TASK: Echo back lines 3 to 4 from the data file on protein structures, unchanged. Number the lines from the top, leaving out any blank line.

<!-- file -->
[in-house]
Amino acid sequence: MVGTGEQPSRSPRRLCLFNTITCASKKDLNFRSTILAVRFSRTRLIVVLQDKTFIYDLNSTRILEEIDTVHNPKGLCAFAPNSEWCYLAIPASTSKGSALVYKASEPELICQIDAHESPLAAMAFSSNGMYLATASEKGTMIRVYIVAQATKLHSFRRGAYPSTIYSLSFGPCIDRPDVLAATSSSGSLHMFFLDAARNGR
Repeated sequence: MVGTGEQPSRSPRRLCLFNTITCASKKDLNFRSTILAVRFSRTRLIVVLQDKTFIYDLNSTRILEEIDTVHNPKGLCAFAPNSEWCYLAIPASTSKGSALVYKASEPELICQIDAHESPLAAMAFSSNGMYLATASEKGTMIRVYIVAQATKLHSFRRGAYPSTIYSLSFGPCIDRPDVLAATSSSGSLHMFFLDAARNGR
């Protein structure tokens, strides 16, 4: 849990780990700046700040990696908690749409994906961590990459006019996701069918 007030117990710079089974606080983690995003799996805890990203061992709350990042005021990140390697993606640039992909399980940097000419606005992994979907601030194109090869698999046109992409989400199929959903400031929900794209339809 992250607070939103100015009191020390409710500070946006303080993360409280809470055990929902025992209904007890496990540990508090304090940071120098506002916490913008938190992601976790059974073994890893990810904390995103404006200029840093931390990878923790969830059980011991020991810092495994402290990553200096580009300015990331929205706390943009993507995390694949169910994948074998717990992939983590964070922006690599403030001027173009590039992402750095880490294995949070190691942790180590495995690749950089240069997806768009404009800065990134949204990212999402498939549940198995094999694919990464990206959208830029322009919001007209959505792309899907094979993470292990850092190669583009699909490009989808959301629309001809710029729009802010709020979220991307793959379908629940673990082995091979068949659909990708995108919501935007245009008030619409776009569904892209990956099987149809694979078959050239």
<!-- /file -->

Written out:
Repeated sequence: MVGTGEQPSRSPRRLCLFNTITCASKKDLNFRSTILAVRFSRTRLIVVLQDKTFIYDLNSTRILEEIDTVHNPKGLCAFAPNSEWCYLAIPASTSKGSALVYKASEPELICQIDAHESPLAAMAFSSNGMYLATASEKGTMIRVYIVAQATKLHSFRRGAYPSTIYSLSFGPCIDRPDVLAATSSSGSLHMFFLDAARNGR
């Protein structure tokens, strides 16, 4: 849990780990700046700040990696908690749409994906961590990459006019996701069918 007030117990710079089974606080983690995003799996805890990203061992709350990042005021990140390697993606640039992909399980940097000419606005992994979907601030194109090869698999046109992409989400199929959903400031929900794209339809 992250607070939103100015009191020390409710500070946006303080993360409280809470055990929902025992209904007890496990540990508090304090940071120098506002916490913008938190992601976790059974073994890893990810904390995103404006200029840093931390990878923790969830059980011991020991810092495994402290990553200096580009300015990331929205706390943009993507995390694949169910994948074998717990992939983590964070922006690599403030001027173009590039992402750095880490294995949070190691942790180590495995690749950089240069997806768009404009800065990134949204990212999402498939549940198995094999694919990464990206959208830029322009919001007209959505792309899907094979993470292990850092190669583009699909490009989808959301629309001809710029729009802010709020979220991307793959379908629940673990082995091979068949659909990708995108919501935007245009008030619409776009569904892209990956099987149809694979078959050239």